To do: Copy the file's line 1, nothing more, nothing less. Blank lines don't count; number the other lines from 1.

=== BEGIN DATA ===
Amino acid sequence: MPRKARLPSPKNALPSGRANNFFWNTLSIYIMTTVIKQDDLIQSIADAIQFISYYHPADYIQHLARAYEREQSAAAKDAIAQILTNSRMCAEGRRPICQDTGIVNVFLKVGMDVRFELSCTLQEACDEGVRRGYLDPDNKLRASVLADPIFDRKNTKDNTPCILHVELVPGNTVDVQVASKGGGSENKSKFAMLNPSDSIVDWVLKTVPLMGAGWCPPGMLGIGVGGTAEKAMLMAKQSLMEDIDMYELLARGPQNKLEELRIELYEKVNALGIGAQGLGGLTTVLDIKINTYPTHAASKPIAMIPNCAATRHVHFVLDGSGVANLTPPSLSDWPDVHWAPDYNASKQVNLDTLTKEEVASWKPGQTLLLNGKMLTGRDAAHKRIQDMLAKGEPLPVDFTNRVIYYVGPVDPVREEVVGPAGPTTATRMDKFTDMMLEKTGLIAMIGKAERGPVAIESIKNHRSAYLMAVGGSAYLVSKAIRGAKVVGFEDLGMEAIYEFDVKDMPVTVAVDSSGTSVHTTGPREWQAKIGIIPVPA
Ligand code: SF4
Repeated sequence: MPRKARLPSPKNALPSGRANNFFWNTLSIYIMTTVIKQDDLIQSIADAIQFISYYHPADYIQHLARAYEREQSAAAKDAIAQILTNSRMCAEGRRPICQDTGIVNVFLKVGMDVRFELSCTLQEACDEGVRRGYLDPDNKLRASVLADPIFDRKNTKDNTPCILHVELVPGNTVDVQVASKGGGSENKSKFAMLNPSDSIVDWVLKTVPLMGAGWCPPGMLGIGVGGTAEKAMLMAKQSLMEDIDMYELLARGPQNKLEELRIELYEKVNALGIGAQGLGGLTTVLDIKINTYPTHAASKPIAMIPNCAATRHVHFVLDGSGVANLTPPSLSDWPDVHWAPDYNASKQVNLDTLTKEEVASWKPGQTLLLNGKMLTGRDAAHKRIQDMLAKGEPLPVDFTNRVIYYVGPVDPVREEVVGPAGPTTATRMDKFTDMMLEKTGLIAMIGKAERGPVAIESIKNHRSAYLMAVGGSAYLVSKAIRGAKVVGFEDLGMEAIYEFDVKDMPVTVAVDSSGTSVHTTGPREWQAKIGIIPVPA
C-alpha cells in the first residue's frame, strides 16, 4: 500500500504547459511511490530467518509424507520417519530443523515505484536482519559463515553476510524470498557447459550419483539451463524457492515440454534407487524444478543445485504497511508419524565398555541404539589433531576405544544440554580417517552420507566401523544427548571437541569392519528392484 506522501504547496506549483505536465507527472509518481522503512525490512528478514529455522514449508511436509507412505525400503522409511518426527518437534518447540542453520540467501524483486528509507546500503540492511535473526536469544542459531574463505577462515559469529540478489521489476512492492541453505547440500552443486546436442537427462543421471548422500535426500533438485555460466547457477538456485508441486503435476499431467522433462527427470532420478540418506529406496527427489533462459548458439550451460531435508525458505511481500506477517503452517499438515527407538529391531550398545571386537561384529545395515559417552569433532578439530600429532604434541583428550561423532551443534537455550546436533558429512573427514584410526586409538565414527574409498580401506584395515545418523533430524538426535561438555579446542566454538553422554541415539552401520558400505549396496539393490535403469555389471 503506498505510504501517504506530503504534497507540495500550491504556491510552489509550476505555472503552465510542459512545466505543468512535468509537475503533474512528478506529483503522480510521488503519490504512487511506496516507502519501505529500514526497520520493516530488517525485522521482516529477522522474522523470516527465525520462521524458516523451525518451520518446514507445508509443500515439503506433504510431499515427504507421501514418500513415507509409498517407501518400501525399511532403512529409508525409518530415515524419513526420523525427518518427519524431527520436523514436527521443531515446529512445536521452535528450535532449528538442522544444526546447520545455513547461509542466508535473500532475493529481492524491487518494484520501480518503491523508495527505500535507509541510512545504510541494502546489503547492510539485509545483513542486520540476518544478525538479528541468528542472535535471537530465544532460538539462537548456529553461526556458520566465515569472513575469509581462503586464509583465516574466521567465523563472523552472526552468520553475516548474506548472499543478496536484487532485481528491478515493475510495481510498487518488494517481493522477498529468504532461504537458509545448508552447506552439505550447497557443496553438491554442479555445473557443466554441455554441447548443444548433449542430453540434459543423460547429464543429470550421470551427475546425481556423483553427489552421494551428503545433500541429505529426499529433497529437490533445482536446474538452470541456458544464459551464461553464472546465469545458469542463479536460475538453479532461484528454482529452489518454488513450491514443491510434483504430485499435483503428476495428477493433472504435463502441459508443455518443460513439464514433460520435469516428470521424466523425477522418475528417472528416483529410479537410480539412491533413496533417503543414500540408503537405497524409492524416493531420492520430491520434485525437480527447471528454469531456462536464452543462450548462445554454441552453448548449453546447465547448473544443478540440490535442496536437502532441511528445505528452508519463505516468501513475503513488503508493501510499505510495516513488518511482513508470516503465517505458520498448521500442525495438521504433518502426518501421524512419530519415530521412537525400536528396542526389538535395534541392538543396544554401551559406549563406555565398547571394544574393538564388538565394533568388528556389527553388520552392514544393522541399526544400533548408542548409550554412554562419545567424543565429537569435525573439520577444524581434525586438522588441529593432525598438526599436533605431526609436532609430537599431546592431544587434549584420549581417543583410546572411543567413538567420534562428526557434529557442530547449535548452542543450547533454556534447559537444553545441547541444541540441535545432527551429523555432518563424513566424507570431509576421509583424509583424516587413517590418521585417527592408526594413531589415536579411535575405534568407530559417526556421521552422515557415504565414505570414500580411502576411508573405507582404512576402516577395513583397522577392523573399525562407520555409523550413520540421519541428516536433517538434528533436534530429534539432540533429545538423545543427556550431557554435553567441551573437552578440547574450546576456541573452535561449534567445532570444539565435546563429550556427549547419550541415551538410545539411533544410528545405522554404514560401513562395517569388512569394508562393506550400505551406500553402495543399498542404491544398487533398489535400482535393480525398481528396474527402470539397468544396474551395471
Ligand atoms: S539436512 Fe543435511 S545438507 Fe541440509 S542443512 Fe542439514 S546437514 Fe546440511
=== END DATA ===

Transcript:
Amino acid sequence: MPRKARLPSPKNALPSGRANNFFWNTLSIYIMTTVIKQDDLIQSIADAIQFISYYHPADYIQHLARAYEREQSAAAKDAIAQILTNSRMCAEGRRPICQDTGIVNVFLKVGMDVRFELSCTLQEACDEGVRRGYLDPDNKLRASVLADPIFDRKNTKDNTPCILHVELVPGNTVDVQVASKGGGSENKSKFAMLNPSDSIVDWVLKTVPLMGAGWCPPGMLGIGVGGTAEKAMLMAKQSLMEDIDMYELLARGPQNKLEELRIELYEKVNALGIGAQGLGGLTTVLDIKINTYPTHAASKPIAMIPNCAATRHVHFVLDGSGVANLTPPSLSDWPDVHWAPDYNASKQVNLDTLTKEEVASWKPGQTLLLNGKMLTGRDAAHKRIQDMLAKGEPLPVDFTNRVIYYVGPVDPVREEVVGPAGPTTATRMDKFTDMMLEKTGLIAMIGKAERGPVAIESIKNHRSAYLMAVGGSAYLVSKAIRGAKVVGFEDLGMEAIYEFDVKDMPVTVAVDSSGTSVHTTGPREWQAKIGIIPVPA